Like most everything else in photography, lighting is the key! That’s one of the things that also attracted me to the Fantasea housing. It came with an optional (included in my kit) off camera housing for the Nikon SB800 speedlight. I figured that I’m getting pretty good with the SB800 and it would be a good fit for this adventure.

How does it work?

I did a couple of dry (actually wet) runs in my pool before bringing in my model. I quickly learned that I was going to need to buy a couple more accessories before the big day. The one thing I needed was a weight belt to allow me to more easily stay down underwater. So I made a quick trip to my local scuba shop and $300 later, I was out with two weight belts (one for me, one for the model), a snorkel and a waterproof (bright) LED spotlight.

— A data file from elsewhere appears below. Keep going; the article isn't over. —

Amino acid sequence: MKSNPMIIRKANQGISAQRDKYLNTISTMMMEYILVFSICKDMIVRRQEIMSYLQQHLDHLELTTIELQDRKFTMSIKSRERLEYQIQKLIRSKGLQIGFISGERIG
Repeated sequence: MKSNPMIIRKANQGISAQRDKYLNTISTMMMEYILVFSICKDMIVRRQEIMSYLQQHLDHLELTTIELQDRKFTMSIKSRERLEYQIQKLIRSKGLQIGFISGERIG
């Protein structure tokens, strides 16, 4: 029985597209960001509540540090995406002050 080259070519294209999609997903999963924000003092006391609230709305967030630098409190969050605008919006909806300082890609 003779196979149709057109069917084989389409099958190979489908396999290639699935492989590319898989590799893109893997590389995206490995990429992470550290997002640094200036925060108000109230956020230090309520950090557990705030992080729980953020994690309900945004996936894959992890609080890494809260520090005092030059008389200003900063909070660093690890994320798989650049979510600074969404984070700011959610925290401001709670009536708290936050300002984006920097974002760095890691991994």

Everything worked as expected except the connection to the SB800. For some reason, even though I could see it firing, it seemed to be off sync. In other words, the SB800 was either firing slightly before or after the shutter causing my shots to be underexposed. I poured over the settings again and again before doing a Goole search to find that someone else was having the exact same issue. He never posted a resolution for his problem. I emailed Fantasea and they offered a few tips, none of which worked. I’ve determined that it has something to do with the sync cable they supply. If I attach the SB800 directly to my D70, it works as expected. So I know it’s not the camera, the flash or the settings. This was disappointing, but I didn’t let that stop me.